Witnesses from both agencies participated in the hearing and highlighted their respective enforcement efforts.    Lois Greisman, Associate Director, Division of Marketing Practices, Bureau of Consumer Protection, FTC, noted that there have been 105 FTC enforcement actions since the Commission began enforcement of the Do Not Call provisions.  Eric Bash, Associate Bureau Chief, Enforcement Bureau, FCC, noted that the FCC has issued more than 500 citations for robocall violations pursuant to its authority under the TCPA.  Mr. Bash’s written testimony describes the FCC’s enforcement authority:

In this day and age of heavy mobile phone use, it may be worth repeating that the FCC’s rules flatly prohibit all autodialed or prerecorded calls to mobile phones made for a non-emergency purpose without the called party’s permission. It does not matter whether the call is to persuade the called party to buy some thing or to support some cause. And, despite common mischaracterizations of the law, it does not matter whether the called party is charged for the call, or whether the content of a message is blasted by text or voice. (The FCC has been clear that “autodialed” text messages fit within the restriction.)

The applicability of the FCC’s rules to text messages has been the source of a significant volume of litigation.

Mr. Bash urged Congress to give the FCC the authority to pursue robocall violators without having to issues citations, expand the statute of limitations from one year to two, extend robocall prohibitions outside of U.S. jurisdiction, and give the FCC authority over third-party spoofing providers. 
Continue Reading FTC, FCC Testify Before Senate On Robocall Fraud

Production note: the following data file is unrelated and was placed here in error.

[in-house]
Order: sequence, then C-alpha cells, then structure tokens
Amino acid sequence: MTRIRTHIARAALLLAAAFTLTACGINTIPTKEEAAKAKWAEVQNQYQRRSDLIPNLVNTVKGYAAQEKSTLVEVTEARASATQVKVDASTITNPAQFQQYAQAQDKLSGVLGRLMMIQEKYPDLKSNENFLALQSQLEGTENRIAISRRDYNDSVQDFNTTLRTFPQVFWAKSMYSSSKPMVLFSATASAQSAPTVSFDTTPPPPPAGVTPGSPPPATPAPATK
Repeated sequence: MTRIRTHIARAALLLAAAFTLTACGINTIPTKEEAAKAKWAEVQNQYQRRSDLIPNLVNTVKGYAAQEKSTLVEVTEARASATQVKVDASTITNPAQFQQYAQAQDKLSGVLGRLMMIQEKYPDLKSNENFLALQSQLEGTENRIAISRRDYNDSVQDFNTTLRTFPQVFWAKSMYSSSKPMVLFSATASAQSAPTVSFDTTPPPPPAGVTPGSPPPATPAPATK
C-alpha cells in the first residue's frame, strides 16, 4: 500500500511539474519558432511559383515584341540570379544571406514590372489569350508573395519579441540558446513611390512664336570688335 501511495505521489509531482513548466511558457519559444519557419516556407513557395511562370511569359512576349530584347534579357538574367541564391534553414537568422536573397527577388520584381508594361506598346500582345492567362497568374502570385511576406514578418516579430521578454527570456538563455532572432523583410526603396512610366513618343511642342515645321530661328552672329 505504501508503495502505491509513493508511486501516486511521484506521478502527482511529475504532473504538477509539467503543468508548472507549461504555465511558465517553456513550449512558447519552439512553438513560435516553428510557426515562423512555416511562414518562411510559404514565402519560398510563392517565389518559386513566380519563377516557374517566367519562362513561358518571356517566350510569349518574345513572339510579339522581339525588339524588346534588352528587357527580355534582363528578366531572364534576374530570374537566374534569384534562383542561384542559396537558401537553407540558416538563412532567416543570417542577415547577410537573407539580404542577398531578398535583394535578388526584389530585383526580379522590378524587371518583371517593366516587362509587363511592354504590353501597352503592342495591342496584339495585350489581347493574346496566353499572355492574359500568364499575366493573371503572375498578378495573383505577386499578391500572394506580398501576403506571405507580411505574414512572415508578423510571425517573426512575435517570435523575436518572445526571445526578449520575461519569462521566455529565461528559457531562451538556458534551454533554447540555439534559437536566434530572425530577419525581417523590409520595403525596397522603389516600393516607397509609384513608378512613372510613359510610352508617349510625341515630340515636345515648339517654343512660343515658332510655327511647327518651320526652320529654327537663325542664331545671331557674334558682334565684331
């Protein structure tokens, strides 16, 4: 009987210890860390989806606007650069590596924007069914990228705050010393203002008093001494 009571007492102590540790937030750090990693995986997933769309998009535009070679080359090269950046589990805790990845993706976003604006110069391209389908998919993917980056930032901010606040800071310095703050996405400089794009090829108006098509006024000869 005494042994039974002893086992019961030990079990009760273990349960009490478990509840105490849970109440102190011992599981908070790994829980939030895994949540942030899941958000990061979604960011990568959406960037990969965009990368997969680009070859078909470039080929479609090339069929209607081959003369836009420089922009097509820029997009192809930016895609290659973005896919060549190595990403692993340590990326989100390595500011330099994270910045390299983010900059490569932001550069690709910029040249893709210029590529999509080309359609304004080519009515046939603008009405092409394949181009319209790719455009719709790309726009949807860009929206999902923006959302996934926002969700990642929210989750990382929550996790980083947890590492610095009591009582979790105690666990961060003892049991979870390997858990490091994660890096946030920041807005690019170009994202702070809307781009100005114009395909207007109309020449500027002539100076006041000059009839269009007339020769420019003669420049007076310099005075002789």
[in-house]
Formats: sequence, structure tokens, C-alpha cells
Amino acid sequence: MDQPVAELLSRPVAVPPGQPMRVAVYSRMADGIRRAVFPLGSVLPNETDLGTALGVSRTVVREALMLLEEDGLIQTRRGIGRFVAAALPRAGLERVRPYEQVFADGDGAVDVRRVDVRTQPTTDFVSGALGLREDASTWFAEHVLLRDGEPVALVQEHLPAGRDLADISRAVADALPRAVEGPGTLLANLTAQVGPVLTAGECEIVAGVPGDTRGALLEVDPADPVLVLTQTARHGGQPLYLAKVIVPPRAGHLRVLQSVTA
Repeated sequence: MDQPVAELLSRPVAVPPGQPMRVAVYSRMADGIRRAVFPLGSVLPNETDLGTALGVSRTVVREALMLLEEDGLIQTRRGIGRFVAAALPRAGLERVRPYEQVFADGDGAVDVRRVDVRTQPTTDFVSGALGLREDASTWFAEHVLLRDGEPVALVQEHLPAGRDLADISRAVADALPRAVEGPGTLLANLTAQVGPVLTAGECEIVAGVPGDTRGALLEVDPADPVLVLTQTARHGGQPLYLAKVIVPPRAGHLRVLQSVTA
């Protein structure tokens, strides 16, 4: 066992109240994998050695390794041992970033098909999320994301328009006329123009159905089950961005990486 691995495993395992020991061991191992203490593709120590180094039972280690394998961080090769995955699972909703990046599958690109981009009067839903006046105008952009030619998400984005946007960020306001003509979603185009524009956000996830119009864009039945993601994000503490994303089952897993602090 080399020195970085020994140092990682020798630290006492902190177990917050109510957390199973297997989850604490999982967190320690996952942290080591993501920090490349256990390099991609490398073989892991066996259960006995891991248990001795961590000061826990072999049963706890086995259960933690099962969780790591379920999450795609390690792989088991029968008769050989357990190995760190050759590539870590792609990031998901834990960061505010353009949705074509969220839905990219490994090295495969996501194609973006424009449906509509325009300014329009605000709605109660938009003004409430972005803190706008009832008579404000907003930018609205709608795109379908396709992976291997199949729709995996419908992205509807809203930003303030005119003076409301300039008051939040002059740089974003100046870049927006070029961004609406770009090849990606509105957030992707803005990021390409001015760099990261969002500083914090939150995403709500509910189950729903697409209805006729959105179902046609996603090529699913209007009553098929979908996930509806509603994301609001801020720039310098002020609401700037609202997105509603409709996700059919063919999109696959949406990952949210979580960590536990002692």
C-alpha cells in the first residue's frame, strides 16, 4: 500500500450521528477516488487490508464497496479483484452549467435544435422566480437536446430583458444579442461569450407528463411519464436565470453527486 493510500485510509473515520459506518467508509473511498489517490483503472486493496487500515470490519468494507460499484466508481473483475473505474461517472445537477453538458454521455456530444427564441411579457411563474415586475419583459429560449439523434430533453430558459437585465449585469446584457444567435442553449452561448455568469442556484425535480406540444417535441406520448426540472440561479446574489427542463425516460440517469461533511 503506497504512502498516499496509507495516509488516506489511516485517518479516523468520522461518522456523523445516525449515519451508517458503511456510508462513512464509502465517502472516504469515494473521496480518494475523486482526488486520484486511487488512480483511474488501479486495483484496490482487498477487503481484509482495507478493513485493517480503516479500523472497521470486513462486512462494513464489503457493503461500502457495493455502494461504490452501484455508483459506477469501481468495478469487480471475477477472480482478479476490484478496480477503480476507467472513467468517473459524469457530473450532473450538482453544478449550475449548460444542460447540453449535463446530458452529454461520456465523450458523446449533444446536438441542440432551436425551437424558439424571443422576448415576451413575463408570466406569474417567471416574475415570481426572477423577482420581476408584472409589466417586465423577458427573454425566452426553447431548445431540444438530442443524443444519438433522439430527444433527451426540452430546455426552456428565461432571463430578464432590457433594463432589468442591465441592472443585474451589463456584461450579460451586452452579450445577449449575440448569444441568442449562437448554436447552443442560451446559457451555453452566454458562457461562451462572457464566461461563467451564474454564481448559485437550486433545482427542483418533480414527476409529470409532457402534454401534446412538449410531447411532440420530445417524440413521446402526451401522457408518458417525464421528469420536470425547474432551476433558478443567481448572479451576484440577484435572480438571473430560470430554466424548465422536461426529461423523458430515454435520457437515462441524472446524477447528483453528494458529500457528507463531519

In response to recommendations by the mHealth Task Force, the Federal Communications Commission has launched a new website to serve as a central repository for the FCC’s health care-related work and is searching for a new position to coordinate the agency’s health care technology-related initiatives.   Chairman Genachowski convened the FCC’s first mHealth Summit earlier this year to discuss the “promise of mobile devices to improve health care and lower costs. “   Participants in the summit formed an independent mHealth Task Force, which made a number of policy recommendations to the FCC, including the the appointment of a Director of Health Care Initiatives.  The Commission is now seeking to fill that position, which it says is an important step in the FCC’s ongoing mission to expand access to health care applications through wired and wireless broadband.   The mHealth Task Force report also recommended that the Commission comprehensively reform and modernize the Rural Health Care Program.

According to the FCC, the Director of Health Care Initiatives will spearhead the following health-related initiatives for the FCC:


Continue Reading FCC Begins Implementing mHealth Task Force Recommendations

The Federal Communications Commission yesterday released a Smartphone Security Checker, a tool designed to help consumers secure their smartphones against mobile security threats.  The tool provides consumers with tips that are customized for four different mobile operating systems.  Many of tips focus on security-related topics.  For instance, the tool recommends that consumers set a